On the cusp of a new performance season, our calendars are chock full with shows we're dying to see. But it can be hard to know where to start with a season filled to bursting with promising premieres, tours and revivals. We've picked 12 shows that should definitely be on your radar.

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Dancers Trending
Brad Harris, courtesy Big Dance Theater

What is "dance theater"? Is it Pina Bausch's raw examinations of everyday life? Is it performance that mixes movement and text? Is it dance that tells a story? Dance Magazine talked with four choreographers who use elements of dance and theater—but whose work escapes easy categorization—about playing with narrative, integrating movement and words, and what "dance theater" means to them.

Annie-B Parson

Dance theater, to me personally, means that there's no hierarchy of materials you can use to make a piece. Movement is not more important; text and narrative aren't more important. I feel this complete free range as I try to express something, to use a whole variety of theatrical elements, like relationship, cause and effect, clothes, dance, singing, talking, found text, plays, literature—this cornucopia of theatrical possibilities.

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Magazine

English National Ballet and Sadler’s Wells partner together. 

 

ENB in rehearsal. Photo by Laurent Liotardo, Courtesy ENB.

Two of the biggest forces in British dance are teaming up. Leading performance center Sadler’s Wells has announced that English National Ballet, spearheaded by ballerina Tamara Rojo since 2012, will become its first associate ballet company this spring, performing two seasons each year. The idea was sparked, says Sadler’s Wells CEO and artistic director Alistair Spalding, by a conversation with Rojo. “We have the same beliefs in the art form, the same way of looking at it,” he says.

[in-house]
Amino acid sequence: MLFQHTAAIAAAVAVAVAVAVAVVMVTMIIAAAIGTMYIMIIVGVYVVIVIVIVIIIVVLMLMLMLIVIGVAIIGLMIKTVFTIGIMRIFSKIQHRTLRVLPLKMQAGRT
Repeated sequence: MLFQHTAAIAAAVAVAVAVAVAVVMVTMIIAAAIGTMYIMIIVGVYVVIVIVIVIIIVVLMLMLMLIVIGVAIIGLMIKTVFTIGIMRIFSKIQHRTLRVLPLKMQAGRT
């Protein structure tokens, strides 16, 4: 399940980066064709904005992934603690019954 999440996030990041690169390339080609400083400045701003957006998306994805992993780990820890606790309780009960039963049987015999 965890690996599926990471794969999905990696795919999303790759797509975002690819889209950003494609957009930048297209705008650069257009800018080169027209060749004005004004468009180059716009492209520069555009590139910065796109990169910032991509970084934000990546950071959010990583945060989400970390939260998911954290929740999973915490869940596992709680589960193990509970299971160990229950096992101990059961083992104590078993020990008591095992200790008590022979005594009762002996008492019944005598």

As part of the arrangement, Sadler’s Wells will co-produce new work and financially support ENB’s seasons at the venue. For ENB, the partnership is a boost to both finances and creative morale. Praising Sadler’s Wells’ “long tradition of presenting innovative repertoire,” Rojo said she hoped the move would “enable us to perform bold works, many new to English National Ballet.”

Beyond cultivating new dances, Sadler’s Wells will play host to mixed bills that have proved difficult for ENB to sustain at bigger venues and on tour. ENB’s first program in March will include works by William Forsythe, John Neumeier and Jirí Kylián. A revival of the company’s recent Lest We Forget program, which includes Sadler’s Wells associate artist Akram Khan and Russell Maliphant’s first works for the company, follows in the fall. Khan will return in 2016 to choreograph a new Giselle. But there will be no Nutcracker at Sadler’s Wells: ENB will continue to perform its repertoire of classics at other venues in London, including the Coliseum.

ENB may be Sadler’s Wells’ first associate ballet company, but the crossover of Rojo’s artistic vision fits in with the venue’s ethos. “The distinctions between genres are becoming grayer and grayer,” says Spalding. “The questions we ask are, Where is ballet now? Where is it going? How can we help it thrive?”